I haven’t done any posts for the blog since the first part of July. There have been lots of things happening but some of the emotions I am feeling are not ones I really want to put on paper. I have always been the optimist but I feel that happy outlook seeping out of every pore and I can’t stop the exodus. The miracles have been amazing and are still burning in our hearts and minds but reality and enduring are daunting tasks. These feelings are temporary for sure and eventually they will pass. I know that I am not alone in those feelings; most people struggle with hard things. That doesn’t help me either. I just feel bad for anyone walking a difficult road.
Even for those people who have children that have survived a Traumatic Brain Injury, their journey though similar to ours, it is still different. Each family and person has their own way of coping and different support groups with differing abilities. The significance and the amount of deficit in the survivor are also different. The ability to cope emotionally, mentally and financially with the newness and changes in the situation differs as well. The family and the survivor are hugely affected by what stage of life they are in. The NEW life has to be negotiated and adapted to.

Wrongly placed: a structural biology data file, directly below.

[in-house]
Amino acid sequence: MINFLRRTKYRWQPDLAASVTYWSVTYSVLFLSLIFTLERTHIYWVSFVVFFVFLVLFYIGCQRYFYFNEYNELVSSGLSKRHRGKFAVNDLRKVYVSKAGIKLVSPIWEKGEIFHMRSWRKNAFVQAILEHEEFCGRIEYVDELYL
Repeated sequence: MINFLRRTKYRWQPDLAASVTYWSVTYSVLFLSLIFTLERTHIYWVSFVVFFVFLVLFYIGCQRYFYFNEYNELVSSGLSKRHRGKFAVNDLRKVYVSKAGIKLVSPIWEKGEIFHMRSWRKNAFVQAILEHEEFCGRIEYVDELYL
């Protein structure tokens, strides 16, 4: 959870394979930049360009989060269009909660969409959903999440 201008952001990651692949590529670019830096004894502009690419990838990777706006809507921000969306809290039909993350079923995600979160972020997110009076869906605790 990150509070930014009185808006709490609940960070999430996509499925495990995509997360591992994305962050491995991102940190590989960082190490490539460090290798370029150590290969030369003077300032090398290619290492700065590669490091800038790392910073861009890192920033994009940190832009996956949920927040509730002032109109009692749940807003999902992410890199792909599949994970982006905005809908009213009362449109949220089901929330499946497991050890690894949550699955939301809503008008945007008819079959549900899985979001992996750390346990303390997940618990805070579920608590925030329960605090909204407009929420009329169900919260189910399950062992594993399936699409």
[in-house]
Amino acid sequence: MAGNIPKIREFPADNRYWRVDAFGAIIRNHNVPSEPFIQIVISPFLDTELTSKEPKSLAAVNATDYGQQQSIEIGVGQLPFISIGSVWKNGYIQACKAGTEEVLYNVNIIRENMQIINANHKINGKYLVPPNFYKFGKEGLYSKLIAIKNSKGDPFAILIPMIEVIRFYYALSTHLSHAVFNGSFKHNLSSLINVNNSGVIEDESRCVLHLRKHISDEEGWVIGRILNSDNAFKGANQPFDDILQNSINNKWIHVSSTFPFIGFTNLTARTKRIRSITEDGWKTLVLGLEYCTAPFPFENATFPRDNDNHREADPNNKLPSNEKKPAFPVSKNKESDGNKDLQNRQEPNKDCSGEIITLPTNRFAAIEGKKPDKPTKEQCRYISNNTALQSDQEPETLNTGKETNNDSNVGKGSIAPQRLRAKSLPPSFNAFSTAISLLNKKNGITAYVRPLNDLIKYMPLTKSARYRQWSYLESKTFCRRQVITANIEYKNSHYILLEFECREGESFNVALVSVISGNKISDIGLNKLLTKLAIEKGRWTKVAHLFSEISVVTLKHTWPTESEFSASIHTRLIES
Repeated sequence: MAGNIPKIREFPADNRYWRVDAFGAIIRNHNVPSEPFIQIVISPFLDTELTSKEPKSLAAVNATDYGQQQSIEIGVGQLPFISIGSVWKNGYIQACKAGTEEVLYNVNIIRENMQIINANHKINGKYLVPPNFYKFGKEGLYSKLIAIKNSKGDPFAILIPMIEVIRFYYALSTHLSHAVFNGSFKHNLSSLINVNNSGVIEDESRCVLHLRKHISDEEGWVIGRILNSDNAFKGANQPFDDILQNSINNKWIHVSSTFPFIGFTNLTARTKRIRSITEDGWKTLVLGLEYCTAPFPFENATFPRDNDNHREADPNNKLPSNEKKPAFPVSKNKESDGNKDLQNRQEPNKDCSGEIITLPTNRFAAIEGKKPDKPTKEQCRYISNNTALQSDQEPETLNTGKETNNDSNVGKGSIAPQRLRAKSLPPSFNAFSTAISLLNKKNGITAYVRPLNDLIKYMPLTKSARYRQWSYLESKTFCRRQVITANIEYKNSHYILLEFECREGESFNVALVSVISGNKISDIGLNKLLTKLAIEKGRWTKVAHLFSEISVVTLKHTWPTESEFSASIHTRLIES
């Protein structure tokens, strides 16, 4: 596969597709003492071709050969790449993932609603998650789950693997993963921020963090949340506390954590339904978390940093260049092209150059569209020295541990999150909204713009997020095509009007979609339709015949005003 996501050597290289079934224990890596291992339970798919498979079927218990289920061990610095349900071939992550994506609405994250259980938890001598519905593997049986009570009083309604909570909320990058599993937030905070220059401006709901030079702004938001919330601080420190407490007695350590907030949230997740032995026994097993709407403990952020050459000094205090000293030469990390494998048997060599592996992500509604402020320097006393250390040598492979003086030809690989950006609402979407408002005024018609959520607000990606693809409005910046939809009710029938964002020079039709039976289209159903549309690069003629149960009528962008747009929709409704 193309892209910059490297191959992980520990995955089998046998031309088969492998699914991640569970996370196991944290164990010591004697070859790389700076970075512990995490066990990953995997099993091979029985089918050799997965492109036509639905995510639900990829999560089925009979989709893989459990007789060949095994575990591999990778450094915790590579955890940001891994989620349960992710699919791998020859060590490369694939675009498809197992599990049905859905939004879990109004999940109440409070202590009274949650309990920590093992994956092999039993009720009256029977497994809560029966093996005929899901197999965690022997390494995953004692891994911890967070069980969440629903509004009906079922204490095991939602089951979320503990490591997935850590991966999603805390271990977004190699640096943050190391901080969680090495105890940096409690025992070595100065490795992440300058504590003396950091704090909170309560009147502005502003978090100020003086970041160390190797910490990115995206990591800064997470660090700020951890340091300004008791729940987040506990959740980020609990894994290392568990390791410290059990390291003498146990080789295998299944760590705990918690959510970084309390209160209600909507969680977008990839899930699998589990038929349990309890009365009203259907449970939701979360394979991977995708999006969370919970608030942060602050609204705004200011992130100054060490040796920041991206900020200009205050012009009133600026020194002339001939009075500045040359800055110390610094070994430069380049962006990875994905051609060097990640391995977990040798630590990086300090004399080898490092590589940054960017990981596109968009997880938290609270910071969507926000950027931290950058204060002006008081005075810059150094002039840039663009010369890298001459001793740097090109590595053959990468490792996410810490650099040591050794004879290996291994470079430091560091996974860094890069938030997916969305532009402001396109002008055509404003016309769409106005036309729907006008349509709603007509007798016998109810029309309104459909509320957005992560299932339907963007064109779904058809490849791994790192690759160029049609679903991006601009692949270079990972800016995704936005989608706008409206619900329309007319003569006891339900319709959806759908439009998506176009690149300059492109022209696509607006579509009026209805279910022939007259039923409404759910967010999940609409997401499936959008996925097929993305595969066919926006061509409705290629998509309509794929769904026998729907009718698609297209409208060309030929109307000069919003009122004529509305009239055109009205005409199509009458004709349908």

Each person has to release the relationship they once had with Maddi and begin with no expectation for Maddi to be the person who never returned from the hospital. Our family dynamics have been clearly interrupted and have to be redefined. All of our kids are amazing but they are also more grown than not, it is hard to retrain 20 years of habit.
Change is hard to accept for everyone and as we go through this journey usually when we need understanding, it is most allusive. It isn’t personal but it is still one more thing to mourn. I have been in the situation as one found speechless when talking to someone who is mourning a loved one. Now, I have the perspective from the other side even though technically there isn’t a headstone with flowers to visit. I don’t know what to say either. Words are completely inadequate.
I think that the lack of words is partly why I haven’t written besides the fact that from the outside all looks well and really by comparison to what could have been it is a Miracle. That doesn’t make the present any easier to navigate. I find myself not wanting to say a word because I know that nothing I say will help people understand nor will it make any kind of difference. Potentially, it could look like ingratitude which is so far from the truth.
Much of what Maddi is learning and going through right now is too personal to put into this blog. It was easy when she was at the hospital because the people she interacted with had a deep understanding of Traumatic Brain Injury. Now she is surrounded by people who have never heard the term, much less understand it and the ramifications of a severe brain injury, are too extensive to explain to every person we meet.